Effects of the 2017 Solar Eclipse on HF Radio Propagation and the D-Region Ionosphere: Citizen Science Investigation

TitleEffects of the 2017 Solar Eclipse on HF Radio Propagation and the D-Region Ionosphere: Citizen Science Investigation
Publication TypeConference Paper
Year of Publication2017
AuthorsFry, CD, Rawlins, L, Krause, LH, Suggs, RM, McTernan, JK, Adams, ML, Gallagher, DL, Anderson, S, Allsbrooks, IV, R
Conference NameAmerican Geophysical Union Fall Meeting
Date Published12/2017
PublisherAmerican Geophysical Union
Conference LocationNew Orleans, LA

August 21, 2017 provided a unique opportunity to investigate the effects of the total solar eclipse on high frequency (HF) radio propagation and ionospheric variability. In Marshall Space Flight Center’s partnership with the US Space and Rocket Center (USSRC) and Austin Peay State University (APSU), we engaged students and citizen scientists in an investigation of the eclipse effects on the mid-latitude ionosphere. The Amateur Radio community has developed several automated receiving and reporting networks that draw from widely-distributed, automated and manual radio stations to build a near-real time, global picture of changing radio propagation conditions. We used these networks and employed HF radio propagation modeling in our investigation. A Ham Radio Science Citizen Investigation (HamSCI) collaboration with the American Radio Relay League (ARRL) ensured that many thousands of amateur radio operators would be “on the air” communicating on eclipse day, promising an extremely large quantity of data would be collected. Activities included implementing and configuring software, monitoring the HF Amateur Radio frequency bands and collecting radio transmission data on days before, the day of, and days after the eclipse to build a continuous record of changing propagation conditions as the moon’s shadow marched across the United States. Our expectations were the D-Region ionosphere would be most impacted by the eclipse, enabling over-the-horizon radio propagation on lower HF frequencies (3.5 and 7 MHz) that are typically closed during the middle of the day. Post-eclipse radio propagation analysis provided insights into ionospheric variability due to the eclipse. We report on results, interpretation, and conclusions of these investigations.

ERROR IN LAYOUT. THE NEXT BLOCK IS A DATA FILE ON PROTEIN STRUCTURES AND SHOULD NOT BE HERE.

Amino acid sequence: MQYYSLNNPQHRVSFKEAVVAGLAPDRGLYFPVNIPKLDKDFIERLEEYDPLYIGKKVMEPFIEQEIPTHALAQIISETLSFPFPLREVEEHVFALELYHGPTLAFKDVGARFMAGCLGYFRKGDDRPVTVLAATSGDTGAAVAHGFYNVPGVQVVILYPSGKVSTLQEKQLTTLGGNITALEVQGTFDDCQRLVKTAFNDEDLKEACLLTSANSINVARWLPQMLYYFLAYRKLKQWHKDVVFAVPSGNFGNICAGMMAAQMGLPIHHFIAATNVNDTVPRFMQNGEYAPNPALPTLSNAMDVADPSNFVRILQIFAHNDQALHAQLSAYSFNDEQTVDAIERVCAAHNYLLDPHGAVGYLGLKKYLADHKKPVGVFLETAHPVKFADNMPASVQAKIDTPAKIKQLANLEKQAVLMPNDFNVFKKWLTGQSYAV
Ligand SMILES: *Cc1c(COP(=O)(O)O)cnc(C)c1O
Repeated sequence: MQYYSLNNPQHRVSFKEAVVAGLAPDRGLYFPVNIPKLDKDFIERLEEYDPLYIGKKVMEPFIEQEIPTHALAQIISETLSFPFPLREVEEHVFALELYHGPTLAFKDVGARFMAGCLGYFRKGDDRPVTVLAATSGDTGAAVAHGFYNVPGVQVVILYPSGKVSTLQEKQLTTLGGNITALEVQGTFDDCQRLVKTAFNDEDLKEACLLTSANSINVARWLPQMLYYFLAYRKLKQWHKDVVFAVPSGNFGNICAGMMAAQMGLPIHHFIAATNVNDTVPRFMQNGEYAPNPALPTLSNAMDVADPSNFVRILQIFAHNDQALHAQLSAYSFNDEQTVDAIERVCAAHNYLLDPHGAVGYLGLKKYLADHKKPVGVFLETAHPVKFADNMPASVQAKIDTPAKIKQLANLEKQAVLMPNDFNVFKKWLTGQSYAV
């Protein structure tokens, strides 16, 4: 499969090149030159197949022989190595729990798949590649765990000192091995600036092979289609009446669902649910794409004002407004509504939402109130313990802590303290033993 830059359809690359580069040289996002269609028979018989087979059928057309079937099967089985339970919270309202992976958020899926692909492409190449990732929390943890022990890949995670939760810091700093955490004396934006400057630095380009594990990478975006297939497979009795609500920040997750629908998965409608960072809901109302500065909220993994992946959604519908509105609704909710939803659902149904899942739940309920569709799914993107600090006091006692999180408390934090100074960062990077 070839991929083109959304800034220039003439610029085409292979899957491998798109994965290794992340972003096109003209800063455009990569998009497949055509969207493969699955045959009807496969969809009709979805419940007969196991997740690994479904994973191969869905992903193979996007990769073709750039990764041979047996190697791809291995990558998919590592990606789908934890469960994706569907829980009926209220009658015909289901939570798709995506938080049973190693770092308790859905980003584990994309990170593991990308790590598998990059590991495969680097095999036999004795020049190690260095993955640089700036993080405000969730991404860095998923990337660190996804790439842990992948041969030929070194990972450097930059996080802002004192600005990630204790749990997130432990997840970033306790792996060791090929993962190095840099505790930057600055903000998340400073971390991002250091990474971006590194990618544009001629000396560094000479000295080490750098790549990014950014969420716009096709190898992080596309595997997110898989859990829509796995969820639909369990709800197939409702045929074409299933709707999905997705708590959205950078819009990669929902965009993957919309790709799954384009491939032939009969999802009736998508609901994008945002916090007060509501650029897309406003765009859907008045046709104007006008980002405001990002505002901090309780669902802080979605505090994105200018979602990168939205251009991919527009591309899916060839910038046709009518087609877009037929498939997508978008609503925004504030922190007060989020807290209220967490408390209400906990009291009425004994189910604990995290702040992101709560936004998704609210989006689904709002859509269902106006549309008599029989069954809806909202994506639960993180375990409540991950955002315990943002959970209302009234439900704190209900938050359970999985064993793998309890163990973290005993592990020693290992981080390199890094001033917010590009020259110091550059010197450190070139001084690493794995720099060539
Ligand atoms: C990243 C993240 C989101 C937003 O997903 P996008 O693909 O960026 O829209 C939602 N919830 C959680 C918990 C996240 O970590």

Full Text